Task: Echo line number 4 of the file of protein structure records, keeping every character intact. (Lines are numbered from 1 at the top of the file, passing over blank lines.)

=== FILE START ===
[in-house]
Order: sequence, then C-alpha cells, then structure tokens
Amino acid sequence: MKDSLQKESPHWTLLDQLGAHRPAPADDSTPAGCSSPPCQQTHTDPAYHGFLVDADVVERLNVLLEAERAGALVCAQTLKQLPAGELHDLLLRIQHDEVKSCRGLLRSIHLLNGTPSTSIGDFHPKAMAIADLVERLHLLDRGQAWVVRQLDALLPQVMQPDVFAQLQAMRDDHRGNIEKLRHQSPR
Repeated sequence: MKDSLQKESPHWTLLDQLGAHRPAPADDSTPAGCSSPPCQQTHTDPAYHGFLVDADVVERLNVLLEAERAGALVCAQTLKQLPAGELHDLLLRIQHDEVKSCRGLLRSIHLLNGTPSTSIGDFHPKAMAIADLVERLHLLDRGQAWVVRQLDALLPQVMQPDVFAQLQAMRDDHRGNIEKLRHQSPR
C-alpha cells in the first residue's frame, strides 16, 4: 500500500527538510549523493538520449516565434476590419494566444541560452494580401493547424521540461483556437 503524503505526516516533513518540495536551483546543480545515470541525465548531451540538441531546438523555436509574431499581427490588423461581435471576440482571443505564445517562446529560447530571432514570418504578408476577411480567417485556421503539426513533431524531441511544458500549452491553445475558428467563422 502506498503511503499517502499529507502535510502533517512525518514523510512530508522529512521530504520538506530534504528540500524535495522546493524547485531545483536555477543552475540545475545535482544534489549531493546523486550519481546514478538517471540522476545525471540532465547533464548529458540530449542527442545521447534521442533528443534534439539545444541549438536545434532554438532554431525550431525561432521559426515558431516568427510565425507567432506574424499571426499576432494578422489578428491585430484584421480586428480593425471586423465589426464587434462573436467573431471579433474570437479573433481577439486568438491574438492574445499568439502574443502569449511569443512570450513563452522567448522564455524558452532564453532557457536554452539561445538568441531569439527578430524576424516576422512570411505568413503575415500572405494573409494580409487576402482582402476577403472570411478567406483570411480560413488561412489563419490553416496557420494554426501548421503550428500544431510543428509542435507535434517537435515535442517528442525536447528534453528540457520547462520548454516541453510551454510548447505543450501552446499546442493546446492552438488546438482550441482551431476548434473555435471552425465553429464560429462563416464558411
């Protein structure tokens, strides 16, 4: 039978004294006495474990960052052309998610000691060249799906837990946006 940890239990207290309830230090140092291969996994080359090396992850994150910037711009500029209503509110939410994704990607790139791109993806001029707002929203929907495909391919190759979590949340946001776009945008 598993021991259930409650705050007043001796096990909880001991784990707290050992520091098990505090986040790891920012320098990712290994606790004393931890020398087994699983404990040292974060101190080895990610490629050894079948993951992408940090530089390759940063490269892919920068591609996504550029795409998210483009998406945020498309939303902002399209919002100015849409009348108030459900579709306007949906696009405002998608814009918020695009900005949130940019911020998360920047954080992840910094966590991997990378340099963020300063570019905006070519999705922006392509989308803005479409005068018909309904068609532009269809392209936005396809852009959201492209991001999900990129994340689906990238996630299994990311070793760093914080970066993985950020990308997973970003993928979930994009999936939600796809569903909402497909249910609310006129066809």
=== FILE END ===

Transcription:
Repeated sequence: MKDSLQKESPHWTLLDQLGAHRPAPADDSTPAGCSSPPCQQTHTDPAYHGFLVDADVVERLNVLLEAERAGALVCAQTLKQLPAGELHDLLLRIQHDEVKSCRGLLRSIHLLNGTPSTSIGDFHPKAMAIADLVERLHLLDRGQAWVVRQLDALLPQVMQPDVFAQLQAMRDDHRGNIEKLRHQSPR